Woman’s Weekly was launched in 1911, Woman’s Own in 1932 and Woman
in 1937. Woman’s Realm, the baby of IPC’s venerable quartet of
traditional women’s weeklies, arrived in 1958 - a rock and roll year,
but only just.
The ’realm’ in the title refers to the brave new world for women that
would surely emerge under the reign of a young Queen Elizabeth.
If most media properties have natural life cycles, with magazines
inhabiting the most volatile of media markets, then IPC’s big four must
surely be living on borrowed time.
On one side is the threat from TV: not just the grotesque chat circus on
daytime terrestrial but entire cable channels dedicated to ’living’.
On the other side are print rivals: newspaper sections and supplements
are crammed with tales of triumph over tragedy, heart-warming pet
stories and ideology-lite domestic politics.
Meanwhile, the action in the weekly magazine market is in the celebrity
and gossip sector pioneered by Hello! but now also inhabited by rivals
such as IPC’s Now. Tellingly, the most recent figures from the Audit
Bureau of Circulations show that Northern and Shell’s OK!, as well as
IPC’s Now and Chat, were the only weeklies to register circulation
Indeed, there are those who believe that the whole traditional women’s
weekly genre can’t survive. This belief is not shared by IPC,
Last week, its weeklies division, IPC Connect, announced that it is more
than doubling its annual marketing budget for its six titles - the big
four plus Chat and Now - to pounds 8 million. It has also put the
creative work, previously done in-house, up for pitch. St Luke’s is
thought to be the leading candidate, ahead of Delaney Fletcher
Linda Lancaster-Gaye, the managing director of IPC Connect, points out
that this is still a big sector - women’s weekly magazines sell more
than seven million copies a week. She argues that the sector flourishes
because there is a spectrum of titles.
’The market’s vibrancy is down to the fact that consumers buy a lot of
magazines from a broad repertoire of weekly titles that includes the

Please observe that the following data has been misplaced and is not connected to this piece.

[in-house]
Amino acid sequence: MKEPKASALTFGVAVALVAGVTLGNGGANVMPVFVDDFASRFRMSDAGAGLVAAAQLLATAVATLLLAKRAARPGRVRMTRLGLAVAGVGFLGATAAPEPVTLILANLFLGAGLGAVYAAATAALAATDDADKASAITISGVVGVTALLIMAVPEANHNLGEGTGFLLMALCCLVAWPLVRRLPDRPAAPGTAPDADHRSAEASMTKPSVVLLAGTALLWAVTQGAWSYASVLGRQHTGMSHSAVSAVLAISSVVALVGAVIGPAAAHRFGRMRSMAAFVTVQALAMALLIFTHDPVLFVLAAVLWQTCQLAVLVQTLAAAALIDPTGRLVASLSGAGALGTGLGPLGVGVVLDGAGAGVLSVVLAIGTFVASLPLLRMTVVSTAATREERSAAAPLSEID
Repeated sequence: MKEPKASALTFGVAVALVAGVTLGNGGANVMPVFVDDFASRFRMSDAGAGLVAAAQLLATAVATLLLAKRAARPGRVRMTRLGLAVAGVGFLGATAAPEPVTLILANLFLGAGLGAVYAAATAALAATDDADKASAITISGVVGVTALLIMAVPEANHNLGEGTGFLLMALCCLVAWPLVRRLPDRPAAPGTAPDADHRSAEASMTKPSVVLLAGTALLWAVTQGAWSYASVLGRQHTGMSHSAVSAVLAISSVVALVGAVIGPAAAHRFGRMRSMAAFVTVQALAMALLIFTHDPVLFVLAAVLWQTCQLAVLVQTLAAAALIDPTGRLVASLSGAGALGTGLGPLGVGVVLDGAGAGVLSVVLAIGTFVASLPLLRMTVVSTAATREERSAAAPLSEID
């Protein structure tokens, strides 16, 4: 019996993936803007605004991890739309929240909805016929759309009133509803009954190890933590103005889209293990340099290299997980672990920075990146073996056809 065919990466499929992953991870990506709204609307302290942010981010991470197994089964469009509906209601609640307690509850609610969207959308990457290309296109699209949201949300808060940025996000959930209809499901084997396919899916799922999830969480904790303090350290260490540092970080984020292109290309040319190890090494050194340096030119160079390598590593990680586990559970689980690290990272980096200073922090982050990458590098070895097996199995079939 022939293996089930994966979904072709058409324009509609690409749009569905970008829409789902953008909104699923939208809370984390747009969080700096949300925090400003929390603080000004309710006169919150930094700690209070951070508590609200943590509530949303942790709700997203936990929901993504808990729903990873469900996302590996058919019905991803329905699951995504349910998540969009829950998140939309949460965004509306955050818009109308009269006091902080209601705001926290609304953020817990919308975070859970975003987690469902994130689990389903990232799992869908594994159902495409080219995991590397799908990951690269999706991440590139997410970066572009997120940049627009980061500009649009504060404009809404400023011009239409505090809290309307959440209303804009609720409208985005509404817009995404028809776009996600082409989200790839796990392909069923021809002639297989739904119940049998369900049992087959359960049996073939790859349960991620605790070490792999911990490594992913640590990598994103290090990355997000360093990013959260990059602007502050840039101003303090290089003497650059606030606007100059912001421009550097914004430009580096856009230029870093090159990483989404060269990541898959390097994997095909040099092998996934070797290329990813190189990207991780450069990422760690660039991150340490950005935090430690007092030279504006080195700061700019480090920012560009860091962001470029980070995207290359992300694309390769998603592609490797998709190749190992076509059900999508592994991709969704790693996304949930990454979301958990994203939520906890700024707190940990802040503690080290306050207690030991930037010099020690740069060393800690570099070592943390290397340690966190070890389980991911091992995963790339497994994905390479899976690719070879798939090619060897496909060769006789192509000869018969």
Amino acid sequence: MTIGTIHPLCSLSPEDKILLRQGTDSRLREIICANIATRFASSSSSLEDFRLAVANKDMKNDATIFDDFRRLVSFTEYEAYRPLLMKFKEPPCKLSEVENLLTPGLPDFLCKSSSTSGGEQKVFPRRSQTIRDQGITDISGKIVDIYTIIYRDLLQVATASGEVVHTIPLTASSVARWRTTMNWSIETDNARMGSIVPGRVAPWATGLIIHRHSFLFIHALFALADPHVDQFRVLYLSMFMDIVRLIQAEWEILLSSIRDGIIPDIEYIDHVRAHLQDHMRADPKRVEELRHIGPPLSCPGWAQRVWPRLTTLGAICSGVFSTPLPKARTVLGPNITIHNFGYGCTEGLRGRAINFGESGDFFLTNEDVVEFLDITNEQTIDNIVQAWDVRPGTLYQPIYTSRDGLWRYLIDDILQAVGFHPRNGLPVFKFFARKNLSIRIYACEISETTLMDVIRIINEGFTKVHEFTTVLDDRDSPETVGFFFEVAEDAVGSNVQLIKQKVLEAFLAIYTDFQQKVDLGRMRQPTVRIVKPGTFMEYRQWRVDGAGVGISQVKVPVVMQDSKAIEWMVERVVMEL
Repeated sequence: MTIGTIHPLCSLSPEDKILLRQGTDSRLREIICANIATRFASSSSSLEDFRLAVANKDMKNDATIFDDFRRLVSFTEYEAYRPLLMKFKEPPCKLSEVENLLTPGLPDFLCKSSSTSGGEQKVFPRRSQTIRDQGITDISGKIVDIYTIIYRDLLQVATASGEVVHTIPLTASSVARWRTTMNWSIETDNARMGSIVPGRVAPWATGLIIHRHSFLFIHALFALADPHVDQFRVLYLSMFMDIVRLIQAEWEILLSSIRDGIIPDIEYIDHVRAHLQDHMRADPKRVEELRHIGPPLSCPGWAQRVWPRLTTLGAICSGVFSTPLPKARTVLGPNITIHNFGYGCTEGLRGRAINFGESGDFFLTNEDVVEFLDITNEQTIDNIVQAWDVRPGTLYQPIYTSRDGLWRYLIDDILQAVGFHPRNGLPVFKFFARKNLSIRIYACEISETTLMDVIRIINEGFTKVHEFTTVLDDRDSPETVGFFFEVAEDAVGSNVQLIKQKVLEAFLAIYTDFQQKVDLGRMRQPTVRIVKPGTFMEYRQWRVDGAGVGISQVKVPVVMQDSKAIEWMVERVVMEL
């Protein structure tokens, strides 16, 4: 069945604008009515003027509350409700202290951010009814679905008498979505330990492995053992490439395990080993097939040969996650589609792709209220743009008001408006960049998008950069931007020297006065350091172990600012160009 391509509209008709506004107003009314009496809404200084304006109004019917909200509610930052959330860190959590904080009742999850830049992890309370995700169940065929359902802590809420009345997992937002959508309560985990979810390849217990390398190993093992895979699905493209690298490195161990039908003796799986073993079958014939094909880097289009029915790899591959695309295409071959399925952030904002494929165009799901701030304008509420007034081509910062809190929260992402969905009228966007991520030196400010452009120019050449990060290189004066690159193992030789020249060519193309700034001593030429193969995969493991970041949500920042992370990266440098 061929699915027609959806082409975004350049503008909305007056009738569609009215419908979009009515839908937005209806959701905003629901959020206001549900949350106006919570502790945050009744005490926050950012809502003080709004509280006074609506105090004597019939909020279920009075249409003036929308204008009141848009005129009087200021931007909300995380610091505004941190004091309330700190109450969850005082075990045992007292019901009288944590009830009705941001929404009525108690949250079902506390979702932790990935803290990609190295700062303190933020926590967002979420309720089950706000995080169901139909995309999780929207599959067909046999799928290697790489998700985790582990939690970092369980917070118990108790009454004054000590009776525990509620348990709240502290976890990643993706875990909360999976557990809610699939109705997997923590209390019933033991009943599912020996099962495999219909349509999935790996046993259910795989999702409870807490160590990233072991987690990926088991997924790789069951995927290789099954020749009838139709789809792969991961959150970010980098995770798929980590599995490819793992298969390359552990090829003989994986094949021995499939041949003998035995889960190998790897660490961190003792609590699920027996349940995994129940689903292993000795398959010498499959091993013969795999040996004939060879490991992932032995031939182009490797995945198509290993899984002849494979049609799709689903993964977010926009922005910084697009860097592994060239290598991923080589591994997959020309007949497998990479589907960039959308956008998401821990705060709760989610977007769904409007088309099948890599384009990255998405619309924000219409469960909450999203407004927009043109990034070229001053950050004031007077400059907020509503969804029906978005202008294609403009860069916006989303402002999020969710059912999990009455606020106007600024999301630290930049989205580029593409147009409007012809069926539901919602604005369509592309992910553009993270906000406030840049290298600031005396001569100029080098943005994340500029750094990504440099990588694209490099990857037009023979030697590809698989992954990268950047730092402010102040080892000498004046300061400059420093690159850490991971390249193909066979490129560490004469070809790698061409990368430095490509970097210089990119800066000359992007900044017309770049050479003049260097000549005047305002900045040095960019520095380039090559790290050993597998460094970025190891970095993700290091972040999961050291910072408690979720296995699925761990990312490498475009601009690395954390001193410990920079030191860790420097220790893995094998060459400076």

newer gossip titles as well as things like Woman and Woman’s Own,’
’They are regular weekly buyers and they may buy four or five magazines
a week. All the various angles work well together. Yes, there is lots of
competition from other media but we package what we do in a
user-friendly way. I know it’s a cliche but it’s true - you can read a
magazine in the bath.’
Can IPC really expect to increase circulations on the traditional big
four weeklies? Yes, Lancaster-Gaye says. ’High-quality editorial
marketed in the right way will start moving the circulation figures in
the right direction, but it won’t happen overnight.’
But the problem for traditional weeklies is not just in the raw
Quality is an issue too. The readership of traditional women’s weeklies
is ageing rapidly and remains resolutely downmarket.
Laura James, the press director of New PHD, says: ’They’ve shown no sign
of being able to stop the rot. The format found in the traditional
weeklies is very tired. It hasn’t changed while everything else has
moved on. At the very least they have to revamp.’
So is IPC throwing good money after bad? Tim Kirkman, the press director
of Carat, is pessimistic: ’I think it’s a sector in terminal decline.
Most publications in this sector recorded circulation declines in the
last figures. Which is pretty woeful, especially when you consider that
IPC had incentives offering three titles for the price of two. That
didn’t help to arrest circulation decline on traditional weeklies while
the celebrity titles continue to grow. They’ve been supposedly
rejuvenating the traditional titles for the last four years. Where are
the results? I think they should treat them as cash cows. They should
take what they can from these magazines and use the cash to invest in